Yes, the comic book world has Aztec zombie resurrections.  Occult magic spread throughout thousands of dimensions.  Space aliens with armadas that span solar systems.  Toxic waste that grants amazing superpowers.  So why not religion too?  If Dracula can pummel the X-Men, is Kitty being devoutly Jewish really that much more of a stretch?  Do we really have to suspend our disbelief about Nightcrawler being a Catholic priest when he’s also blue, furry, and can teleport?

Though no superhero has been more defined by Judaism than Magneto (maybe Sabra, but more on that later).  I’d like to be proud of him, but he does do a whole bunch of mass murdering.  Sadly, it took fifteen years before Magneto admitted his Holocaust roots, which now make up a major aspect of his character and personality.  In Uncanny X-Men #150, written by Claremont and drawn by Dave Cockrum, Josef Rubinstein, & Bob Wiacek, Magneto reveals the single most important detail of his youth:


And when he accidentally hurts Kitty a few pages later:


Kitty survives, of course, and the two become unlikely allies.  Bonded by their Judaism commonality and Magneto’s tendency to switch his morality every fifty issues or so, Kitty and Magneto attend a Holocaust memorial in Uncanny X-Men #199, written by Claremont and drawn by John Romita Jr. & Dan Green.  This remains one of the most significant comics regarding Magneto’s Jewish roots, and you can easily tell why:



Mystique attacks because superhero comics still require a punching quota, but it’s Magneto’s speech that does more for his character development than decades of battling the X-Men.


Magneto’s desire to see his own minority people (mutants) rule the world so they can no longer be persecuted or attacked makes a lot more sense when you realize he saw his own Jewish people massacred during his childhood.  Though his methods have seemed a bit like the Nazis at times, that’s a very different argument.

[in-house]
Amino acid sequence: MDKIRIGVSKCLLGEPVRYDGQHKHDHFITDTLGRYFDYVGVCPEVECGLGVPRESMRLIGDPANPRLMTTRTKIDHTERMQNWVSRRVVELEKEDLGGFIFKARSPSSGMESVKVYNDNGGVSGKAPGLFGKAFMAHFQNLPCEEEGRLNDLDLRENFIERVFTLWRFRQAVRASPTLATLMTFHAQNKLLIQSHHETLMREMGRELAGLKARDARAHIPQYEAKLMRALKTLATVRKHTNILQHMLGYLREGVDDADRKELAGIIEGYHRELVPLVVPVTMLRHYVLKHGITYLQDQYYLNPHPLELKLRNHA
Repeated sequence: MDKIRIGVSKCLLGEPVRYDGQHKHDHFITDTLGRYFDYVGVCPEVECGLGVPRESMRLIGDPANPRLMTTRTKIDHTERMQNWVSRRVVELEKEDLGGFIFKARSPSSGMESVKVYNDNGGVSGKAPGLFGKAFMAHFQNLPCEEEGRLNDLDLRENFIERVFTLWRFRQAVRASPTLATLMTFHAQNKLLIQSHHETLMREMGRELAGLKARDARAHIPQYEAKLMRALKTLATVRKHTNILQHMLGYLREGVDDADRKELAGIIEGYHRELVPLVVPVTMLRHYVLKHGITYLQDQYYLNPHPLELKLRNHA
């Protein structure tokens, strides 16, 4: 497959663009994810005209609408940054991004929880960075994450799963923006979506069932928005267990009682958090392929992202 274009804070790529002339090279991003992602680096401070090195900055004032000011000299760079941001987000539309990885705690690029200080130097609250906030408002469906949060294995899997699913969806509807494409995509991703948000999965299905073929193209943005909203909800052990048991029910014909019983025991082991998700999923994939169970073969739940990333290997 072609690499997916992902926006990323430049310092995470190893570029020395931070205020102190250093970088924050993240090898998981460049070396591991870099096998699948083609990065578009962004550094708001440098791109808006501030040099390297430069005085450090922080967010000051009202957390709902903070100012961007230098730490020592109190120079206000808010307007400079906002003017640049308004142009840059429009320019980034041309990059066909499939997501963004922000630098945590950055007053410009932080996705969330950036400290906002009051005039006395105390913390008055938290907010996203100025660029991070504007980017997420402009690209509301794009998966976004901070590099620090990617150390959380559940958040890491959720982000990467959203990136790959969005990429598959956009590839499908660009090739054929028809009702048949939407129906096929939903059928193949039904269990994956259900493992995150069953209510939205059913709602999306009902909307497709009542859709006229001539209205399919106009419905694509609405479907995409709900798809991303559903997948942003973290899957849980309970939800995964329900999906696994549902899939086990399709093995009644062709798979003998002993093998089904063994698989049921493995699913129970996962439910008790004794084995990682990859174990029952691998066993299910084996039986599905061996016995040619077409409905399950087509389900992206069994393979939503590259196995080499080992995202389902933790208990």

Nowadays, Magneto’s a bonafide superhero and I catalogued his redemption (which also involved Kitty) here and here.  Greg Pak wrote a spectacular miniseries titled X-Men: Magneto Testament which chronicles Magneto’s childhood in the Holocaust.  I’d write an article about it, but it’s not really a superhero comic.  Yes, Magneto’s the star, but not once does he wrap Nazis up in their own metal guns or lift Auschwitz off the earth and flip it over.  Still, as far as Holocaust comics go, it’s on par with Maus.

While I have about forty pictures and five superheroes left, I’m already kicking about a thousand words today.  Let’s do part two tomorrow and finish with part three on Wednesday.  You’re totally worth it.

6 Comments on “Superheroes and Judaism, Pt. 1”

  1. xmenxpert says:

    Magneto: Testament is one of the most brutally powerful comics I’ve ever read. It is just soul-destroying stuff.

    I don’t know if you plan on featuring it, but a year or two ago, Marvel put out a series of Holiday one-shots. One of them had Thing going to a gathering of a bunch of Jewish heroes. It was Kitty’s idea. Some of the heroes who made it were Sasquatch, Songbird, Wiccan, and a couple others.

    I’ve always liked Kitty’s pride (not a pun) about her Judaism. It was obvious from her first appearance, and it’s something that’s always helped define her. The way a lot of artists show her wearing a Star of David is a very nice touch.

    • Jason Levine says:

      You have my attention. I have a Doc Samson Hanukkah one from 1992 I’m going to show, but I’m looking into this one ASAP. Thanks!

      • xmenxpert says:

        It was the Marvel Holiday Special from 2011. It has four really cute stories, one of which is a Hanukkah one. Thing, Kitty, Songbird, Sasquatch, Wiccan and Moon Knight, though all but Thing only appear at the very end of the story.

  2. Anthony Jocko says:

    *fanboy flip out*

  3. Shlomo Ben Hungstien says:

    dude. i’m luvin this clip art you have here on Jewish superheroes! damn i wish i had seen it before i made this video i left out some key characters